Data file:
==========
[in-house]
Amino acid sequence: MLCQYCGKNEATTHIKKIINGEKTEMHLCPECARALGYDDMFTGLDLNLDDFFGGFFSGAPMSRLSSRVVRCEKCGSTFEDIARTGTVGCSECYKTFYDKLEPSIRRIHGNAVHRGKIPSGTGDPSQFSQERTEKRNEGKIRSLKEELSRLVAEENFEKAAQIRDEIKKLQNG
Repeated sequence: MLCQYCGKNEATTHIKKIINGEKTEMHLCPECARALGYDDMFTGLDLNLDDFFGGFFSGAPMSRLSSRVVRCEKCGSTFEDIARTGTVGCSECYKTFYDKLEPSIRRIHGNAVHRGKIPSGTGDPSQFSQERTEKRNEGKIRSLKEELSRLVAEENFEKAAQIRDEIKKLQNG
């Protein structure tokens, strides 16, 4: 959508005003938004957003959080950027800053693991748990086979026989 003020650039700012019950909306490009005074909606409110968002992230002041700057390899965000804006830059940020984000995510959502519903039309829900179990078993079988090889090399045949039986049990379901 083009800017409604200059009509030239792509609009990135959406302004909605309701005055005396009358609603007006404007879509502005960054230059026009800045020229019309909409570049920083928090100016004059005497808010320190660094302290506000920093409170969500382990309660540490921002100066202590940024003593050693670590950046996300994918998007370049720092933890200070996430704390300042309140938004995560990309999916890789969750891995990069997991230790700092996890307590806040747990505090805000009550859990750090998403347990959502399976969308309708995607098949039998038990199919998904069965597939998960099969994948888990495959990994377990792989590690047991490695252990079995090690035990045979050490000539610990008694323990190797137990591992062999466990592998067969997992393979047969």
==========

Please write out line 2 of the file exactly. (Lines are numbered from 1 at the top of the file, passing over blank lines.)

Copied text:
Amino acid sequence: MLCQYCGKNEATTHIKKIINGEKTEMHLCPECARALGYDDMFTGLDLNLDDFFGGFFSGAPMSRLSSRVVRCEKCGSTFEDIARTGTVGCSECYKTFYDKLEPSIRRIHGNAVHRGKIPSGTGDPSQFSQERTEKRNEGKIRSLKEELSRLVAEENFEKAAQIRDEIKKLQNG